Video cameras in court should be resisted and some of the media's court privileges removed in the interests of justice, according to two of Scotland's most high-profile lawyers.
Criminal defence lawyer Aamar Anwar, whose clients have included MSP Tommy Sheridan and acquitted Glasgow "ice cream wars" accused TC Campbell, said allowing television cameras into court would lead to the "Hollywood-isation" of the justice system.
The media does not have "a genuine interest" in justice, he said.
Current press freedoms such as the right to film in the street should be restricted, court bloggers should be limited and contempt of court laws extended, Mr Anwar said.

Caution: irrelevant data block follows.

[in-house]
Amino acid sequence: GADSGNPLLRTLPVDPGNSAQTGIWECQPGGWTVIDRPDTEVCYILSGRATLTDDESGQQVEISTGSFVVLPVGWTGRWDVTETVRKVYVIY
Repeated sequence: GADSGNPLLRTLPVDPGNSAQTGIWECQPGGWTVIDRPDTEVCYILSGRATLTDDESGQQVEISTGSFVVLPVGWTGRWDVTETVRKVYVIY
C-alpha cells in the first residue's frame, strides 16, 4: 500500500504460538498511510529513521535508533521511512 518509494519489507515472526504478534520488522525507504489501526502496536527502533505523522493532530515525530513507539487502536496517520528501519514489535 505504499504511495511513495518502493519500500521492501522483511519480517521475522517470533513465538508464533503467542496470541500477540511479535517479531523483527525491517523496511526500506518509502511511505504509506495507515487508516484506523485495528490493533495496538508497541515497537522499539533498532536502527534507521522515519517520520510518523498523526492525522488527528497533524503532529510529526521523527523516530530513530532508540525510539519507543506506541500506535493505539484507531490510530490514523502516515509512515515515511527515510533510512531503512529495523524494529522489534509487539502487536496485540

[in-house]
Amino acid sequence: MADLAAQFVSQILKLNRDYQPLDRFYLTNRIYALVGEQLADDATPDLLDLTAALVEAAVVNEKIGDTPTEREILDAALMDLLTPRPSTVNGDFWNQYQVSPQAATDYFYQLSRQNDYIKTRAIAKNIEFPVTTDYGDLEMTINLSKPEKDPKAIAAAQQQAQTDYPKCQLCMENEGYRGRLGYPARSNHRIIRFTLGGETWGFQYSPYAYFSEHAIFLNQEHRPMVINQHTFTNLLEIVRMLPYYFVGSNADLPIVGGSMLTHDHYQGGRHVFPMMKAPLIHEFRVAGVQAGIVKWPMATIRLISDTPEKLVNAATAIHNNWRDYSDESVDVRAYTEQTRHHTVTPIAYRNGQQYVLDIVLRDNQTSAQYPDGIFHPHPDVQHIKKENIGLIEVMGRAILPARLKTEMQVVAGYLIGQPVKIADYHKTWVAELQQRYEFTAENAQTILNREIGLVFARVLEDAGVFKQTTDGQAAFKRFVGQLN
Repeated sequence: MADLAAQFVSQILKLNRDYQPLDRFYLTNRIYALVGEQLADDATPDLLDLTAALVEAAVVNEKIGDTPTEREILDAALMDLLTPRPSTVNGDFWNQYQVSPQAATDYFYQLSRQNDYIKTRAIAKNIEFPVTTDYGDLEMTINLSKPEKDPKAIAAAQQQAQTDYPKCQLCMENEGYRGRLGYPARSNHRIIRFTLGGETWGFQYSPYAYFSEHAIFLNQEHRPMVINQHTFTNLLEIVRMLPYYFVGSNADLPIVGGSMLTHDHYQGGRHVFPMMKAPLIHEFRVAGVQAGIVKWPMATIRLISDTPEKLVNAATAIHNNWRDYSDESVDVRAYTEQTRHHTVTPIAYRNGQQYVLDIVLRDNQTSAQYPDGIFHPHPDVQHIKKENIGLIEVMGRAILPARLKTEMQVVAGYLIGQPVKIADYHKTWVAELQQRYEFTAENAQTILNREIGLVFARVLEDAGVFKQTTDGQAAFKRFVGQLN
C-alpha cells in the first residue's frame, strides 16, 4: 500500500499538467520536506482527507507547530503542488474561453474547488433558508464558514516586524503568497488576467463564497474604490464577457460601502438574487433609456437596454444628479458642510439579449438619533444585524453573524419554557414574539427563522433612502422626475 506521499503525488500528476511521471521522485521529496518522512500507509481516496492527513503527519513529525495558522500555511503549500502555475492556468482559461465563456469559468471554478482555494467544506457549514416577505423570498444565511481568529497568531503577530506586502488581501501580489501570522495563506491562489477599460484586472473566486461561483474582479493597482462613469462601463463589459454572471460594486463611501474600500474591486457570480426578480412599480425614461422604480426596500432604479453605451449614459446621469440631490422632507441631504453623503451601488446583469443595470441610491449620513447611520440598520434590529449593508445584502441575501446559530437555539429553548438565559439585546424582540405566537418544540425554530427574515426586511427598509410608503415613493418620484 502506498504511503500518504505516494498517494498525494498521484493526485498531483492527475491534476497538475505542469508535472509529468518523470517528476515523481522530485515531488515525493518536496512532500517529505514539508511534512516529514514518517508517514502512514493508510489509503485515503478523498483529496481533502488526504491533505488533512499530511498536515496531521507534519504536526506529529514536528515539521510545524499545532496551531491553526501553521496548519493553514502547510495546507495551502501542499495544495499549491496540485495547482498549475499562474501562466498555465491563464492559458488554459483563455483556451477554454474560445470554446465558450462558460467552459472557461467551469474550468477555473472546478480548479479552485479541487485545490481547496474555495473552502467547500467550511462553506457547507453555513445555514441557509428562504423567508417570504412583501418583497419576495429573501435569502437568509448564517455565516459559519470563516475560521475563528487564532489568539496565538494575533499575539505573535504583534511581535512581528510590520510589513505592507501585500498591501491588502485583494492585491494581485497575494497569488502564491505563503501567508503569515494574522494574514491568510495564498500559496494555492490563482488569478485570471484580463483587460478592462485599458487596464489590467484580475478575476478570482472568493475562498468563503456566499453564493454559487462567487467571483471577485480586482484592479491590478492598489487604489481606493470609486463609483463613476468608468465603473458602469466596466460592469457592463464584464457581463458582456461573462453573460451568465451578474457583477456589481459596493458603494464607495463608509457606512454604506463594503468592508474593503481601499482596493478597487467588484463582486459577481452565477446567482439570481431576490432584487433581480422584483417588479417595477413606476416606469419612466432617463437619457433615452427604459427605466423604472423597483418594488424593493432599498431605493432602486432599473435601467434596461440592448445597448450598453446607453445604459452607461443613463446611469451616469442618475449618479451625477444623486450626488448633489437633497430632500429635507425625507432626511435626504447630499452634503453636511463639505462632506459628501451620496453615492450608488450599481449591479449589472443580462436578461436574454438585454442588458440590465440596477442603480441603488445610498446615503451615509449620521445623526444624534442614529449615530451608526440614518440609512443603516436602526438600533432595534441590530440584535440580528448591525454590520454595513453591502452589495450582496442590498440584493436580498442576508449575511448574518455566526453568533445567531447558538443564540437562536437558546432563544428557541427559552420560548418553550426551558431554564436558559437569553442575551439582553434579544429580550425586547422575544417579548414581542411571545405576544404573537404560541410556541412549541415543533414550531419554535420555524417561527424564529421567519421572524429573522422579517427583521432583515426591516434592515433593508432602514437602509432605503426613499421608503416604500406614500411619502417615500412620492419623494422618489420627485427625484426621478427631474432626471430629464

Donald Findlay QC, who has represented mass murderer Peter Tobin and teenage killer Luke Mitchell, said there is a "crying need for regulation" of bloggers and social media commentators.
He also called for tougher penalties for jurors who look up previous convictions on the internet and argued that allowing court cases to be filmed will lead to "trial by television".
But former BBC solicitor Alistair Bonnington argued that Scotland's contempt of court laws are already among the most restrictive in Europe, and that even President Obama has struggled to regulate freedom of speech on the internet.
He called on the police and the Crown Office to trust the media to report responsibly and trust jurors to discern between online speculation and courtroom evidence.
The three men were giving evidence to the Justice Committee's investigation into the role of the media in criminal trials.